This Is What Life In Hawaii Looked Like In The 1930s
There is no doubt that the Hawaiian Islands have undergone humongous changes throughout the years. Life in Hawaii in the 1930s was drastically different than it is today, starting with the fact that, back then, Hawaii wasn’t even an official state in America, but merely a territory. These photographs were taken throughout Hawaii in the 1930s, and give us a glimpse into the history of our beautiful islands.
Which one of these vintage photos of Hawaii in the 1930s is your favorite? Share any of your own photos or stories of old Hawaii with us in the comments below.
Hawaii in the 1930s
What historic events happened in Hawaii in the 1930s?
Hawaii, like so much of the United States, was changing rapidly in the 1920s and ’30s; the time between WWI and WWII. In terms of architecture, some of the state’s most iconic buildings were built in this time. Located on Pier Nine in Honolulu, the Aloha Tower is both a lighthouse that has guided countless ships to shore, as well as one of Hawaii’s most well-known landmarks. It was built in 1926 at the then astronomical price of $160,000. At 10 stories and 184 feet of height with an additional 40 feet of flag mast, the Aloha Tower was the tallest building in Hawaii for four decades.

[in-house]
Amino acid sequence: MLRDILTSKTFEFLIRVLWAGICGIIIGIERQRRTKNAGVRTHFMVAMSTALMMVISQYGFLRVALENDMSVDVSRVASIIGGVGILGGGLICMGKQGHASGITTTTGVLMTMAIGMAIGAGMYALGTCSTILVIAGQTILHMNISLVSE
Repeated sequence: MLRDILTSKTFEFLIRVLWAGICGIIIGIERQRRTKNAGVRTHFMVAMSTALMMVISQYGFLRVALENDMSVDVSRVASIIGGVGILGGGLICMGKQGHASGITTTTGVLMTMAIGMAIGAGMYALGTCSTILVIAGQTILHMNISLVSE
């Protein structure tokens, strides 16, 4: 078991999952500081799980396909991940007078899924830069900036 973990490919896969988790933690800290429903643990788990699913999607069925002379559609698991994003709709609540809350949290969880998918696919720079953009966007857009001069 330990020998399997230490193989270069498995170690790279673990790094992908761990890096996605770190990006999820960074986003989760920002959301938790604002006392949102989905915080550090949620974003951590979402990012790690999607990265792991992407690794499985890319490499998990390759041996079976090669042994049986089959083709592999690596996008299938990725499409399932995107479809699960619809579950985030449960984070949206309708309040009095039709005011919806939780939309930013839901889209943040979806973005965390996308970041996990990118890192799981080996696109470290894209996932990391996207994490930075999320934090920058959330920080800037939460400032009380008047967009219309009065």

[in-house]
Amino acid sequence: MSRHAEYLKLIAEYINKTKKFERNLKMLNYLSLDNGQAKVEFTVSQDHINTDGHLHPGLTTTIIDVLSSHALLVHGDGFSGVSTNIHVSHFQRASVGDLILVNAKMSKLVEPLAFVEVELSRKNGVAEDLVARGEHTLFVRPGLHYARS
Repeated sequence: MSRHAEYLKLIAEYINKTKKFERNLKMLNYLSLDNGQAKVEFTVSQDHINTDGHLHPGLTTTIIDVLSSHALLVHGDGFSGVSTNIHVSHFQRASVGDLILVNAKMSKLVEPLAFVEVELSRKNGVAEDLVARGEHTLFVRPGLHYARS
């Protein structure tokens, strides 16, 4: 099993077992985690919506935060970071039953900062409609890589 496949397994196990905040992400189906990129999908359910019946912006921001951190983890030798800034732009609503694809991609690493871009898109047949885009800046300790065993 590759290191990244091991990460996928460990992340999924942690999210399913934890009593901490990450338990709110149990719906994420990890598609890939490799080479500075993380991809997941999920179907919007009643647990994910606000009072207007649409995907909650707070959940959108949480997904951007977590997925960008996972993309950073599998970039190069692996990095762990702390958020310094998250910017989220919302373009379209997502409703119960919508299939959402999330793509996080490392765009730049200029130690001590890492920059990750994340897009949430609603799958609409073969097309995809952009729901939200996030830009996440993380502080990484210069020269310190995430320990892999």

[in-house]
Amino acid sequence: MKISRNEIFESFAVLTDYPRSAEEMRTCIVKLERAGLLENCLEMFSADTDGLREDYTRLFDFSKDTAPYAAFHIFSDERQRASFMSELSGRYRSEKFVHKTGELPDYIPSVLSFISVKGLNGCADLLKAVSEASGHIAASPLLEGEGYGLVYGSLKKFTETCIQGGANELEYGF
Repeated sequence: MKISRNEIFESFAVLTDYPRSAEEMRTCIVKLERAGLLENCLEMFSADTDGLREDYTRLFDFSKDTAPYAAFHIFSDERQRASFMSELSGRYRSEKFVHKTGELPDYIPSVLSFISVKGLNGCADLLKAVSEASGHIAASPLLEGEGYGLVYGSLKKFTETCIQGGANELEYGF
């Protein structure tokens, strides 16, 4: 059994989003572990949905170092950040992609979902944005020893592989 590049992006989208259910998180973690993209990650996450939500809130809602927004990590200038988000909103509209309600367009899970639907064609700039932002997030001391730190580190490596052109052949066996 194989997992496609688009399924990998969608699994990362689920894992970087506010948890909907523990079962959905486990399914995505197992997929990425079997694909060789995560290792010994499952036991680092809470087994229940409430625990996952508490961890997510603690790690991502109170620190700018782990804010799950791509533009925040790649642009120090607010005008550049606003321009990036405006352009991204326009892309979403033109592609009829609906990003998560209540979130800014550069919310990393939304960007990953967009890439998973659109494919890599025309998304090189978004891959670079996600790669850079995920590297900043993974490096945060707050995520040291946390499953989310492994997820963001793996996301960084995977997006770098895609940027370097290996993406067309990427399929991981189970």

What’s Hawaii’s most historic town?
If you want to get a sense of “Old Hawaii,” visit the town of Hilo. With a population of approximately 43,000, Hilo is the state’s fourth largest city. Unlike many Hawaiian cities, Hilo has never experienced huge tourist draws, which means it has stayed true to the state’s pre-World War II persona and is home to plantation-style architecture and historic storefronts. In fact, Hilo is often considered to be the state’s oldest city, and its countless historic buildings are proof. It wasn’t until the early-mid 1800s that missionaries came to this area, founding the Haili Church where modern Hilo sits today. Hilo grew consistently as an increase of sugar plantations in the surrounding areas created new jobs and drew in workers from Asia. Two decades after Hilo expanded inland in the 1960s, the downtown district found a new purpose as the city’s cultural center and is home to a variety of galleries, museums, and the iconic Palace Theatre. Today, Hilo is a delightful mix of old and new, with a reverence for the past that defines this Hawaiian town.